July is the month when blueberry harvesting season kicks into high gear. Celebrate National Blueberry Month by learning more about this small berry that packs a big nutritional punch.
Blueberries Are Rich in Anthocyanin
Anthocyanin is a compound found in some plants. It’s what gives berries and vegetables like red cabbage and eggplant their deep blue or purple coloring. Anthocyanins have been studied as a superfood as it’s believed they may help lower the risk of certain cancers, help with heart health, and benefit the immune system.
Get a Quarter of Your Daily Recommendation of Vitamin C
Get a quarter of your daily recommendation of vitamin C from a cup of blueberries. Vitamin C helps the body absorb iron. As an antioxidant, it’s also beneficial to the immune system. Vitamin C also helps collagen keep the skin supple.
Blueberries Help With Bone Strength
Blueberries are one fruit that contains calcium. They also have iron, magnesium, phosphorus, and zinc. These minerals all help you with bone strength. Iron and zinc also help keep the joints healthy.
Vitamin K is also found in blueberries. It’s important for helping the body absorb calcium, which can help lower the risk of osteoporosis and bone thinning. However, if your parents are on blood thinners, it’s worth talking to their doctor about foods they should avoid due to contraindications between vitamin K and blood thinners.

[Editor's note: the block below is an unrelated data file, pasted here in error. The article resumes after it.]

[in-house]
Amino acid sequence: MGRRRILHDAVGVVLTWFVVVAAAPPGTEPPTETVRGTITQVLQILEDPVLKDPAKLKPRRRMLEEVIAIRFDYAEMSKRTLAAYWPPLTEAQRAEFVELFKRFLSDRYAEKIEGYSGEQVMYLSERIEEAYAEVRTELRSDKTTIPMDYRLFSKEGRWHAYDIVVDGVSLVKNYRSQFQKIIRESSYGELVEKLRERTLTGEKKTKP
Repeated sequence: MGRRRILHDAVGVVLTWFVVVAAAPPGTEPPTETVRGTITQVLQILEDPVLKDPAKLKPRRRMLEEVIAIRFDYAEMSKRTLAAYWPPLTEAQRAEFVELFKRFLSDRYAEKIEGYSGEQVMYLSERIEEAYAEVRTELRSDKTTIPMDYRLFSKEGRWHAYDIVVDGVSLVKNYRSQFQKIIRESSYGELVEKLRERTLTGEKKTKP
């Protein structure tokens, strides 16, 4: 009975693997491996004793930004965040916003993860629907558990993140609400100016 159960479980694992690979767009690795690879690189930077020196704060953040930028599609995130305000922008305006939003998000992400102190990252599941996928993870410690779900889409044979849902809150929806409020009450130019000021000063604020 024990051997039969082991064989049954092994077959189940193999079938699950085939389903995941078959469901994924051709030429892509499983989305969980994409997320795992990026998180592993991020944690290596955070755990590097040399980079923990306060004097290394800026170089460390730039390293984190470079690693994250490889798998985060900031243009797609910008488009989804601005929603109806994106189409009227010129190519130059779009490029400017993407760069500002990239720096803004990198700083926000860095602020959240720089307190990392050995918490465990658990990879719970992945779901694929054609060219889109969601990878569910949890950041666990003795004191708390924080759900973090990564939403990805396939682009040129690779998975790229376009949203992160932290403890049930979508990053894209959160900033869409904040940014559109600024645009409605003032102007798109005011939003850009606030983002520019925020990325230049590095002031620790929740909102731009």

Lower Your Risk of Heart Disease
Eat blueberries and enjoy a quick boost of calcium, magnesium, and potassium. These minerals are essential for bone and heart health. They also help the body regulate blood pressure.
Blueberries also contain fiber. Fiber helps you feel fuller longer. It also helps with blood sugar and cholesterol levels, both of which benefit the heart.
They’re Low in Calories
One cup of fresh blueberries has a little over 50 calories. They’re a quick, healthy snack that you can eat on their own, add them to cereal, or put in a smoothie. Freeze blueberries and use them as ice cubes in a glass of water or seltzer.
Blueberries Contain Plenty of Water
A cup of fresh blueberries has a water content of approximately 85%. If your parents aren’t big on drinking water, snacking on blueberries slightly increases their water intake.
How well do your parents do with meal and snack preparation? Do they go for packaged foods or cook their own meals? It’s important to look at their dietary habits. If they’re sticking to pre-cooked meals, it’s a good time to talk about home care services like grocery shopping and meal preparation. They’ll have someone cook meals and join them for dinner, which increases the odds that they’ll eat healthier foods.